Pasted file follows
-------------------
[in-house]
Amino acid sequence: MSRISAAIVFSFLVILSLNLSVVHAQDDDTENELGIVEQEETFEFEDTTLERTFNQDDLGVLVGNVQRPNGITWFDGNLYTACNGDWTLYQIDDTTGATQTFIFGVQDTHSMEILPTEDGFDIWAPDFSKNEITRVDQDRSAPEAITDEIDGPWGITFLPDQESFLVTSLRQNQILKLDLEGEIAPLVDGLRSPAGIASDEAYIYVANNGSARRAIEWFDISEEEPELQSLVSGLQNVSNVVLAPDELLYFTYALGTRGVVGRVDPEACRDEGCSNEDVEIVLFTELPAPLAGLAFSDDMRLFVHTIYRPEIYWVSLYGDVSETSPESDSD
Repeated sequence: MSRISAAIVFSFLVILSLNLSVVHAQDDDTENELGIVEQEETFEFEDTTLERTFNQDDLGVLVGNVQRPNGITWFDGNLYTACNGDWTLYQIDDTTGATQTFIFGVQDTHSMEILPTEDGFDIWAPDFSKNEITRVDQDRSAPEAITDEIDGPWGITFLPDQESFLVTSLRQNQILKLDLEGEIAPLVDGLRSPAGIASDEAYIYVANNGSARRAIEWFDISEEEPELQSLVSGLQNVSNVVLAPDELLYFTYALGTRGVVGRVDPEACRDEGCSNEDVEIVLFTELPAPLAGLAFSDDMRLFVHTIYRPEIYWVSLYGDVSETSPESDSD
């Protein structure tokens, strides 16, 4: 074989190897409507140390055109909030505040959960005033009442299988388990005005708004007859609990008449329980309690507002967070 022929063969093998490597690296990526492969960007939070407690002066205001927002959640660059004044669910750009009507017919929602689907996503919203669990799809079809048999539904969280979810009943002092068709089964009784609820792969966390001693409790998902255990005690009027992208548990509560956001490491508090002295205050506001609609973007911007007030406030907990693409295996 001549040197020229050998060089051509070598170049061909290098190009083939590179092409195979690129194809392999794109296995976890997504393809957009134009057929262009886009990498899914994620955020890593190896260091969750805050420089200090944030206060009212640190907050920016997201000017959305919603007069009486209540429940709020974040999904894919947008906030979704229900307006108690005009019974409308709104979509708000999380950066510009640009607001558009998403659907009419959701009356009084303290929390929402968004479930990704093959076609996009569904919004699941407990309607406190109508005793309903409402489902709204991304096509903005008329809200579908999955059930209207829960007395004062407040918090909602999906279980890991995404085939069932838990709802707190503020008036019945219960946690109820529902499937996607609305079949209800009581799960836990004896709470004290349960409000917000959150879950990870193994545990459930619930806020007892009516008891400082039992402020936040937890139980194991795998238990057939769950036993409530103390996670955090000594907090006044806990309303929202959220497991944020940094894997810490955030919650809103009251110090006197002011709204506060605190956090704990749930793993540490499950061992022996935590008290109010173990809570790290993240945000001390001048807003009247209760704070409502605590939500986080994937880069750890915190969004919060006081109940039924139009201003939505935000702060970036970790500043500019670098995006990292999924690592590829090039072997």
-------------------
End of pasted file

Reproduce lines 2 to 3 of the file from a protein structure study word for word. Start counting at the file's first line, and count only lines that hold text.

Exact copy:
Amino acid sequence: MSRISAAIVFSFLVILSLNLSVVHAQDDDTENELGIVEQEETFEFEDTTLERTFNQDDLGVLVGNVQRPNGITWFDGNLYTACNGDWTLYQIDDTTGATQTFIFGVQDTHSMEILPTEDGFDIWAPDFSKNEITRVDQDRSAPEAITDEIDGPWGITFLPDQESFLVTSLRQNQILKLDLEGEIAPLVDGLRSPAGIASDEAYIYVANNGSARRAIEWFDISEEEPELQSLVSGLQNVSNVVLAPDELLYFTYALGTRGVVGRVDPEACRDEGCSNEDVEIVLFTELPAPLAGLAFSDDMRLFVHTIYRPEIYWVSLYGDVSETSPESDSD
Repeated sequence: MSRISAAIVFSFLVILSLNLSVVHAQDDDTENELGIVEQEETFEFEDTTLERTFNQDDLGVLVGNVQRPNGITWFDGNLYTACNGDWTLYQIDDTTGATQTFIFGVQDTHSMEILPTEDGFDIWAPDFSKNEITRVDQDRSAPEAITDEIDGPWGITFLPDQESFLVTSLRQNQILKLDLEGEIAPLVDGLRSPAGIASDEAYIYVANNGSARRAIEWFDISEEEPELQSLVSGLQNVSNVVLAPDELLYFTYALGTRGVVGRVDPEACRDEGCSNEDVEIVLFTELPAPLAGLAFSDDMRLFVHTIYRPEIYWVSLYGDVSETSPESDSD